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Manitoba Farmers Move Into Soybean, Canola, Dry Bean Harvests
Dennis Lange - Manitoba Agriculture

Farmscape for September 20, 2023

Manitoba Agriculture reports the fall cereal and field pea harvests are complete, the spring cereals are close to complete and growers are moving into the soybean, canola and dry bean harvests.
Manitoba Agriculture released its weekly crop report yesterday.
Dennis Lange, a pulse and soybean specialist with Manitoba Agriculture and editor of the provincial crop report, says at this point we're sitting at 64 percent complete across the province, up from 51 percent last week, so things are moving right along.

Quote-Dennis Lange-Manitoba Agriculture:
Looking at the crops that we've been able to finish up, winter wheat and fall rye and field peas are all sitting at 100 percent complete.
With the other cereals we're looking at spring wheat, barley and oats anywhere from 93 to 95 percent complete.
I think over the next week it should wrap up and now growers are getting into soybeans and canola and finishing up some dry beans as well and things are moving along at a pretty good pace.
We had a bit of a rain delay earlier in the week, nothing significant.
It did cause some growers to hold off on harvesting for a few days but, since the weekend, things have picked up a little bit and we're back into soybean harvest again.
Right now, we're at 21 percent with central region being at 45 percent complete.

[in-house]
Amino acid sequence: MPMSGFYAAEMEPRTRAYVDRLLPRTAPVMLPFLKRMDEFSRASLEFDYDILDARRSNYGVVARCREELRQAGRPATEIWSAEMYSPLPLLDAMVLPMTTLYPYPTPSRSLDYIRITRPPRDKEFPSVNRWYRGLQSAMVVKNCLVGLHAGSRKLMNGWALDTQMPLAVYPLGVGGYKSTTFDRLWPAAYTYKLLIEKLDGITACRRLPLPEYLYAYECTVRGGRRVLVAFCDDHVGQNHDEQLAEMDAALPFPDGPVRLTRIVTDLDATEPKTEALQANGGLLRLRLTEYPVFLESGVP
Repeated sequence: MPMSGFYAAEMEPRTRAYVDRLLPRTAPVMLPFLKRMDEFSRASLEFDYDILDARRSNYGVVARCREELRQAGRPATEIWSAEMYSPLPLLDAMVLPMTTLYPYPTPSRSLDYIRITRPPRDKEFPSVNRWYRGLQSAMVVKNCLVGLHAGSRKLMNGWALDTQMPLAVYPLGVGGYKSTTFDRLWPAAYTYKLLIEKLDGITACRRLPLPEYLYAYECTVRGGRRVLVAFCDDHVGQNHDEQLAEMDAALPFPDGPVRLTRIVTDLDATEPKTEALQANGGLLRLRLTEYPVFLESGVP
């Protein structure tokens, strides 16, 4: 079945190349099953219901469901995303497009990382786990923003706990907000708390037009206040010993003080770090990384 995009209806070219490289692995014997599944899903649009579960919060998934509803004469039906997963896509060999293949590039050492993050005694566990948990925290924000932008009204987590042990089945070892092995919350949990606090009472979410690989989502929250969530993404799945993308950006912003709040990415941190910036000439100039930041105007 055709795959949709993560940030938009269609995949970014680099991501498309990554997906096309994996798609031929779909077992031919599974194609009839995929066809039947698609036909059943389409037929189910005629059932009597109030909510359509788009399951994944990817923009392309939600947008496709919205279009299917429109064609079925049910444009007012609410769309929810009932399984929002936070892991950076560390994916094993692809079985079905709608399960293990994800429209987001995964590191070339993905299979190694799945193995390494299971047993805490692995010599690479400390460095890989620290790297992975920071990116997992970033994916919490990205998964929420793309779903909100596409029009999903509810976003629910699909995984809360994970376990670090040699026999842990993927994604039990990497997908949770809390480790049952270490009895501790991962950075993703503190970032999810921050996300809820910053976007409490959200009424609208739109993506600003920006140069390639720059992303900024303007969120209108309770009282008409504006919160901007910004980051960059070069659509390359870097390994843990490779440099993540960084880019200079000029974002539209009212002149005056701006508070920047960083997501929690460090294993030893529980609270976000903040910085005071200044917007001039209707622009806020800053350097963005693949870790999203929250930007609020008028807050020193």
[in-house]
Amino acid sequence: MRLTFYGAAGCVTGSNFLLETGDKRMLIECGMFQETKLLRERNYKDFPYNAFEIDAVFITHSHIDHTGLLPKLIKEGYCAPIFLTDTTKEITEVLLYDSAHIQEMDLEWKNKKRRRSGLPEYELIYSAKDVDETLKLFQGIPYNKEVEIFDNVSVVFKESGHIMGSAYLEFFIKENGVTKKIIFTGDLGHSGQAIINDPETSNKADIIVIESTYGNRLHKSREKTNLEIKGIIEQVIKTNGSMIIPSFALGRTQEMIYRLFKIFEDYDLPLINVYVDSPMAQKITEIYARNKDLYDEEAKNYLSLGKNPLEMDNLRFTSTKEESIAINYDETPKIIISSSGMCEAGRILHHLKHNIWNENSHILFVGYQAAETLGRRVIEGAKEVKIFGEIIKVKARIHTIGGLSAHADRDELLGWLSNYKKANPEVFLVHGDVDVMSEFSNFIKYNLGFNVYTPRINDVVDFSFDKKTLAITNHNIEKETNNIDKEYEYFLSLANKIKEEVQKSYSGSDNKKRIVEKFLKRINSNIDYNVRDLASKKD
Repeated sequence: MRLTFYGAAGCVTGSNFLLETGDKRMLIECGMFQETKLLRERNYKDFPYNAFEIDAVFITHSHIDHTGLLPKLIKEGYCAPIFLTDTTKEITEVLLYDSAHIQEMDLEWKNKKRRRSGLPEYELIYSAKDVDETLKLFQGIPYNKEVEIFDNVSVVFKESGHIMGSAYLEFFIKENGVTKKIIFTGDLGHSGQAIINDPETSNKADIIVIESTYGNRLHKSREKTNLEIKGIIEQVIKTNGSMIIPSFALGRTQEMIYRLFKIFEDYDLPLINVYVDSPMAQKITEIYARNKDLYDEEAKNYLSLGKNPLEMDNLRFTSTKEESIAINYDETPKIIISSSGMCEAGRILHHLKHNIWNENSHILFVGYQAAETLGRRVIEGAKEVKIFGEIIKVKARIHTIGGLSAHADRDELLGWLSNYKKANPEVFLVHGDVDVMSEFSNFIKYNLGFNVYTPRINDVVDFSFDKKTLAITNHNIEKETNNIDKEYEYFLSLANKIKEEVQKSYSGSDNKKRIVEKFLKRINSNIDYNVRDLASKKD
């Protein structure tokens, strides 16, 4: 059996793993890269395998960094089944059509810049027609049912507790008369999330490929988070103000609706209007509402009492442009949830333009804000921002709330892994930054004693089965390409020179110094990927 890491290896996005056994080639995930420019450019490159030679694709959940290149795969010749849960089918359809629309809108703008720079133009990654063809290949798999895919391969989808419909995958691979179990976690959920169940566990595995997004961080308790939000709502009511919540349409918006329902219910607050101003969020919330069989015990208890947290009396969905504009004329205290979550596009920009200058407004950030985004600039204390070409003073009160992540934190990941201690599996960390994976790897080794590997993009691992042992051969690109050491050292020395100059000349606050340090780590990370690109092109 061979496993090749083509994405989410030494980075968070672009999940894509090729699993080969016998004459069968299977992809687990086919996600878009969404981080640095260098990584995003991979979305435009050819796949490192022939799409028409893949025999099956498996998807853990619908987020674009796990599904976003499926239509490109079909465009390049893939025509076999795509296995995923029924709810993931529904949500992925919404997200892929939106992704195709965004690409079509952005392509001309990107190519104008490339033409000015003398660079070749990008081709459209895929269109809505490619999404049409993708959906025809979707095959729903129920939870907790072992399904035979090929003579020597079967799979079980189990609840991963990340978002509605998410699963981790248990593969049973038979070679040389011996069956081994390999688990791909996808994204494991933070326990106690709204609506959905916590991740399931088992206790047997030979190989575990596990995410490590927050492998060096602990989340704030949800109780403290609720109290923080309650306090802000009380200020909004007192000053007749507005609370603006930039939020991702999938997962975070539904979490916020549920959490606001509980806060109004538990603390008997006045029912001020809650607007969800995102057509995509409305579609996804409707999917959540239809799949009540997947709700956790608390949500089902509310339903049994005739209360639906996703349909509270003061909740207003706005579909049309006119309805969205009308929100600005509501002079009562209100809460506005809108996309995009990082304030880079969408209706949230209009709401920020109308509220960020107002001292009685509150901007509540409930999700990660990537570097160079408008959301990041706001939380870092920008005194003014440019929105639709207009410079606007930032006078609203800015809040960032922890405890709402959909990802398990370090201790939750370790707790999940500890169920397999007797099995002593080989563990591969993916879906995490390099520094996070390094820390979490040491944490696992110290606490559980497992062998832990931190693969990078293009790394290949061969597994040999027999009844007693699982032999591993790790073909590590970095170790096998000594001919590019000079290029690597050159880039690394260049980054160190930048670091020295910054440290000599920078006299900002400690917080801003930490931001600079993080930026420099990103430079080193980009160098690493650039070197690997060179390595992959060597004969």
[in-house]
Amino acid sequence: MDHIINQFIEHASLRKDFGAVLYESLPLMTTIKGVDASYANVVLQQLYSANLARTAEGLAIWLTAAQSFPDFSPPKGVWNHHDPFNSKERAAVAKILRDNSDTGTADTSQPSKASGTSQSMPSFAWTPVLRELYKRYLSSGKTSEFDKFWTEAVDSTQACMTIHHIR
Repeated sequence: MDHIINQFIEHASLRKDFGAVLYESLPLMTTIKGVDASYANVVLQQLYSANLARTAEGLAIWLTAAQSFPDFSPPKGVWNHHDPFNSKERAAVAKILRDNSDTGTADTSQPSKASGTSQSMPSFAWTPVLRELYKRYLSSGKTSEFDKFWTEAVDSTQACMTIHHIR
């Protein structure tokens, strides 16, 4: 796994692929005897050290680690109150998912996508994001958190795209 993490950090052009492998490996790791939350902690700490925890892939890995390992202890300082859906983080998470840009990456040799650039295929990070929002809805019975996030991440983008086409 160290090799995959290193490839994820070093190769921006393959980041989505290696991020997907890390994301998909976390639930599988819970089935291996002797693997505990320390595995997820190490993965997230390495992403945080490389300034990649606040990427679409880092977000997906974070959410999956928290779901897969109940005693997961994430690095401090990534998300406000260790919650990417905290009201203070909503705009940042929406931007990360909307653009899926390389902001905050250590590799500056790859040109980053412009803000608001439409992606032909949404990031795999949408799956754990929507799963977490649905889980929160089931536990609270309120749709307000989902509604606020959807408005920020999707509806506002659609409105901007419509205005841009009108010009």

Canola harvest, I can see canola harvest picking up as well.
Central region is most furthest advanced at 75 percent but most of the other areas are anywhere from 35 to 55 percent complete.
With good weather in the forecast now, no significant rainfall, unless that forecast changes again, I think we're going to see a lot more canola and soybeans being harvested.
As far as dry beans go, we're sitting about 72 percent complete around the province.
We'll see some movement on the dry bean harvest over the next week but some of the crop that is out there is a little bit later so I would expect to have all the dry beans harvested by the end of September.

Lang says crop yields and quality have varied significantly, depending primarily on rainfall amounts.
He says, despite some disappointing results, there have been some outstanding yields and overall, most growers are satisfied with this year's crop.
For more visit Farmscape.Ca.
Bruce Cochrane.

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